Could you describe the bleeding method you used, including the sequence of bleeding the 4 wheels?

    When you had the brake lines disconnected did it drain the master cylinder?

    Why did you replace the front cylinders?

    Did were the brakes before the cylinder replacement?
     
  15. V8 Bob
    Joined: Feb 6, 2007
    Posts: 2,658

    V8 Bob
    ALLIANCE MEMBER

    Brakes that pump up most certainly may have air in the system. Why would you think otherwise?
     
    tb33anda3rd and Drunk Man like this.
  16. GoinGreen
    Joined: Apr 10, 2014
    Posts: 94

    GoinGreen
    Member

    Were they working prior to the work? A master cylinder rebuild did wonders for my 51, make sure you hone the cylinder though.
     
  17. 49styleline
    Joined: Nov 1, 2012
    Posts: 507

    49styleline
    Member
    from oregon

    Okay so in the beginning the brakes were okay just weak. the pedal didn't need to be pumped up and was consistent. We then replaced both the front wheel cylinders because they weren't engaging and now we have this problem.
     
  18. OldBuzzard
    Joined: Mar 8, 2008
    Posts: 878

    OldBuzzard

    If all you have done is replaced the cylinders, you have the same as you had before. Cylinders that work and worn brake shoes. You need to adjust the screws in the end caps of the cylinders (in opposite directions)to push the shoes out to where they will make the shoes put pressure on the drum. Probably new shoes would be good too. There were no self adjusters in 1949.

    Google Huck brakes, there is a world of information out there that tells you about them.
     
    Last edited: Mar 30, 2015
  19. 49styleline
    Joined: Nov 1, 2012
    Posts: 507

    49styleline
    Member
    from oregon

    We started with the farthest wheel from the master cylinder and pumped the pedal up till it was hard, held It and opened the bleeder valve, let the fluid come out, and while the pedal was still to the floor we closed the valve and repeated the process.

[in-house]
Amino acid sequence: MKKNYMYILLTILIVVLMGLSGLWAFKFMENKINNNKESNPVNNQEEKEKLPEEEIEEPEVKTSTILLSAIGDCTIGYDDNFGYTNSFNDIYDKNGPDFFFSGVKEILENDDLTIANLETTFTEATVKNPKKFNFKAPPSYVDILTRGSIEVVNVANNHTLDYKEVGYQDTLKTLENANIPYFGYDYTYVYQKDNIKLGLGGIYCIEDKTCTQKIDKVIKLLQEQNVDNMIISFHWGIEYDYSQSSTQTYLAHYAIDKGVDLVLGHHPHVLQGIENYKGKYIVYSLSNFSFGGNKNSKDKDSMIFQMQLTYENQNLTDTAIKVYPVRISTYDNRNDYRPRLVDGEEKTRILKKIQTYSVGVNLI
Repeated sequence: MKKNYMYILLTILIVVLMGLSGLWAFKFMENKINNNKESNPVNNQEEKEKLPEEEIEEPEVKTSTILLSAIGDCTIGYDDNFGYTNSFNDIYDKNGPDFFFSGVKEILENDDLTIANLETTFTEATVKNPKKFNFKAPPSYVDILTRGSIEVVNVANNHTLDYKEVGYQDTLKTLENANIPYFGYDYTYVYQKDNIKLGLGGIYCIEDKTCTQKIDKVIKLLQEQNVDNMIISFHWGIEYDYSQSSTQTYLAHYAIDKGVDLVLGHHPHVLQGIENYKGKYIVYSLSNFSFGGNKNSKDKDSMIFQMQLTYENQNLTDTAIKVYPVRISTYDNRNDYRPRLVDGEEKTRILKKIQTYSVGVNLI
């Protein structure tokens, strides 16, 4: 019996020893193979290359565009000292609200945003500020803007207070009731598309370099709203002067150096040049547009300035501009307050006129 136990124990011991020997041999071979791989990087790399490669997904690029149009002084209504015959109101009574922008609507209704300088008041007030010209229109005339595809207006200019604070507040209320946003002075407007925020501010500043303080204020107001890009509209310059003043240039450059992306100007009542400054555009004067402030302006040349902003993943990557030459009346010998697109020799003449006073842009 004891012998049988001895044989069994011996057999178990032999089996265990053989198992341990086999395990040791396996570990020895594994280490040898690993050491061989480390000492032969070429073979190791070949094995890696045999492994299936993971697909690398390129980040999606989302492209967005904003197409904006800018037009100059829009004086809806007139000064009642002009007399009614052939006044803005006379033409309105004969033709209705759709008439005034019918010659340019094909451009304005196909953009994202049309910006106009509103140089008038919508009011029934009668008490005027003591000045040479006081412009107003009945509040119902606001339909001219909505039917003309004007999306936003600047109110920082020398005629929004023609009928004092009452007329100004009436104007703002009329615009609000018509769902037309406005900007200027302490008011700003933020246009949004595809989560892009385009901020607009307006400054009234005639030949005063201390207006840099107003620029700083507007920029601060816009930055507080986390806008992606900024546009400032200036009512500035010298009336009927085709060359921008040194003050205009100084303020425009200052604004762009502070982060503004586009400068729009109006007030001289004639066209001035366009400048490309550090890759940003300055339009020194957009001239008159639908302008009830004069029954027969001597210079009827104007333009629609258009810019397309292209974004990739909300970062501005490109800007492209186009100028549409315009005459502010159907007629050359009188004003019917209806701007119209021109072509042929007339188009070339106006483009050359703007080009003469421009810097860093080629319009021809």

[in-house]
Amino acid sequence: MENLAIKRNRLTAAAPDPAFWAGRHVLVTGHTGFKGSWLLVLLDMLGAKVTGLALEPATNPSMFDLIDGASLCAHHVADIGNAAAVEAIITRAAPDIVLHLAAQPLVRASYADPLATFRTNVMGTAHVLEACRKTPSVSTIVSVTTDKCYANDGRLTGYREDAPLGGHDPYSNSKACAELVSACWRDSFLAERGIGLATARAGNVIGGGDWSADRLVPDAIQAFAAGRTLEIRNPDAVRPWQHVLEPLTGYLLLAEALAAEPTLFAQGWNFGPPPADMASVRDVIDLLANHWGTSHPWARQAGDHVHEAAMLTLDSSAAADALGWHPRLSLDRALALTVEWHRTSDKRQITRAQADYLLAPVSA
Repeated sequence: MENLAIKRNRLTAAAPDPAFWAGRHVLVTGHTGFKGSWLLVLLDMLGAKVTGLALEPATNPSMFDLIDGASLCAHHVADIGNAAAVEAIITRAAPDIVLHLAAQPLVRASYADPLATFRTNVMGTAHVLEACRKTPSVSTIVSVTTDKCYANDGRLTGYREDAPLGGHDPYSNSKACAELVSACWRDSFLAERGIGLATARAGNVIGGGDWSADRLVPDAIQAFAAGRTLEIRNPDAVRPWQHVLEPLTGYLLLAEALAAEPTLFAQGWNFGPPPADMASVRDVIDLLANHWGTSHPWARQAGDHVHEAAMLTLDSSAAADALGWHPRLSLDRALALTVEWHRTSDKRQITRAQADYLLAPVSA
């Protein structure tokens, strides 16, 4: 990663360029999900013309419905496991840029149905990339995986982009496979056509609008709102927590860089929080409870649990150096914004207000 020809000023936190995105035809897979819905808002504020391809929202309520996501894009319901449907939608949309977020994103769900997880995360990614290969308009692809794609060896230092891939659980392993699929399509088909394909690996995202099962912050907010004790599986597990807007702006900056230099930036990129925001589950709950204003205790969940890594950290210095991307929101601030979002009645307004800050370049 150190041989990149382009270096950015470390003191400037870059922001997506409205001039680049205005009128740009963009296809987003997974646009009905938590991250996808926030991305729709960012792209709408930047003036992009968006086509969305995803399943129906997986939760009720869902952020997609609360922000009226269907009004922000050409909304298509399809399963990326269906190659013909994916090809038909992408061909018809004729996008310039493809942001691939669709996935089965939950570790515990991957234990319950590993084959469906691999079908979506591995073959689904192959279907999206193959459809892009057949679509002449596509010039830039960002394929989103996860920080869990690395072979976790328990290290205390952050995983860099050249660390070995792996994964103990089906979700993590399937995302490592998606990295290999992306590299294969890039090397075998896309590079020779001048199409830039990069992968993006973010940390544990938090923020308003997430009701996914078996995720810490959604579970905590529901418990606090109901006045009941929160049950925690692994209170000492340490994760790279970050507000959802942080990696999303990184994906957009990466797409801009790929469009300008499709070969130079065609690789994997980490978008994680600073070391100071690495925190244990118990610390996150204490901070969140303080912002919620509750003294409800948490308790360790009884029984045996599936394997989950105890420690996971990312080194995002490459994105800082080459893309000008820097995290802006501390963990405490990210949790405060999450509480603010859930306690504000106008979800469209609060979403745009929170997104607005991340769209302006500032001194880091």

20. deto
    Joined: Jun 26, 2010
    Posts: 2,621

    deto
    Member

    49 chevy brakes are huck brakes, not the better bendix. The huck ones suck D, but lets see if we can get you going...

    have the shoes been arched to the drum? When you pull the drum and look at the shoes what does the contact area look like?

    You're on the right track with your bleeding. before you keep doing this though, adjust the drums until they barely start to drag.

    you can do this by feel and listening. get the wheels off the ground, and turn the adjuster while spinning the wheel until you hear the shoes just start to make contact on the drum.

    @Ford blue blood has it right.

    You will still get a good pedal with well adjusted drums and proper bleeding, but if the brakes feel weak when it comes to slowing the car down, the shoes are most likely not making enough contact with the drum.

    I would get new shoes, and fit them to the drums by using sand paper for a sanding block, (which I can see from your avatar you have).

    Pull the drums and line the inside of the drum where the shoe makes contact with 80 grit adhesive sandpaper. turn the adjusters out until they are dragging a bit and turn the wheel. repeat this process a few times, and pull the drum periodically to see how much of the lining is being sanded down to fit the drum.

    Once you have a satisfactory contact patch, reassemble and test the brakes again.
     
  21. 49styleline
    Joined: Nov 1, 2012
    Posts: 507

    49styleline
    Member
    from oregon